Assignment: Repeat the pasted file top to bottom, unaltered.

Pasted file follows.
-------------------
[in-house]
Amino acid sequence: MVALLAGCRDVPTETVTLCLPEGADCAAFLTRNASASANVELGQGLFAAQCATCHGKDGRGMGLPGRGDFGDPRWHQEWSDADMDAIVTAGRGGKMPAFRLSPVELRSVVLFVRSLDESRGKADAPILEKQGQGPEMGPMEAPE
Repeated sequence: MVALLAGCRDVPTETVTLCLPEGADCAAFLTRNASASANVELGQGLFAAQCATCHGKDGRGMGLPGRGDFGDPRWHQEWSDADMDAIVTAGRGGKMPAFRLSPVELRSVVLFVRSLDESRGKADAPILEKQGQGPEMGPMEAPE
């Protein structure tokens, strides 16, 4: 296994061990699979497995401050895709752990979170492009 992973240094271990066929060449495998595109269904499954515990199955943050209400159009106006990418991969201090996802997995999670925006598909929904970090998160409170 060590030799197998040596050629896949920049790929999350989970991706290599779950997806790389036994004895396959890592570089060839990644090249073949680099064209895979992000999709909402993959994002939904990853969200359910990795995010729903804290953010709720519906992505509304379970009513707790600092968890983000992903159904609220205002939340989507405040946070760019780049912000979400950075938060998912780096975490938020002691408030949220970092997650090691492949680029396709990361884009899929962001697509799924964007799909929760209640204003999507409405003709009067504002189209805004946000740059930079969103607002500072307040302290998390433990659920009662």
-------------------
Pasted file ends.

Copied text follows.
[in-house]
Amino acid sequence: MVALLAGCRDVPTETVTLCLPEGADCAAFLTRNASASANVELGQGLFAAQCATCHGKDGRGMGLPGRGDFGDPRWHQEWSDADMDAIVTAGRGGKMPAFRLSPVELRSVVLFVRSLDESRGKADAPILEKQGQGPEMGPMEAPE
Repeated sequence: MVALLAGCRDVPTETVTLCLPEGADCAAFLTRNASASANVELGQGLFAAQCATCHGKDGRGMGLPGRGDFGDPRWHQEWSDADMDAIVTAGRGGKMPAFRLSPVELRSVVLFVRSLDESRGKADAPILEKQGQGPEMGPMEAPE
């Protein structure tokens, strides 16, 4: 296994061990699979497995401050895709752990979170492009 992973240094271990066929060449495998595109269904499954515990199955943050209400159009106006990418991969201090996802997995999670925006598909929904970090998160409170 060590030799197998040596050629896949920049790929999350989970991706290599779950997806790389036994004895396959890592570089060839990644090249073949680099064209895979992000999709909402993959994002939904990853969200359910990795995010729903804290953010709720519906992505509304379970009513707790600092968890983000992903159904609220205002939340989507405040946070760019780049912000979400950075938060998912780096975490938020002691408030949220970092997650090691492949680029396709990361884009899929962001697509799924964007799909929760209640204003999507409405003709009067504002189209805004946000740059930079969103607002500072307040302290998390433990659920009662």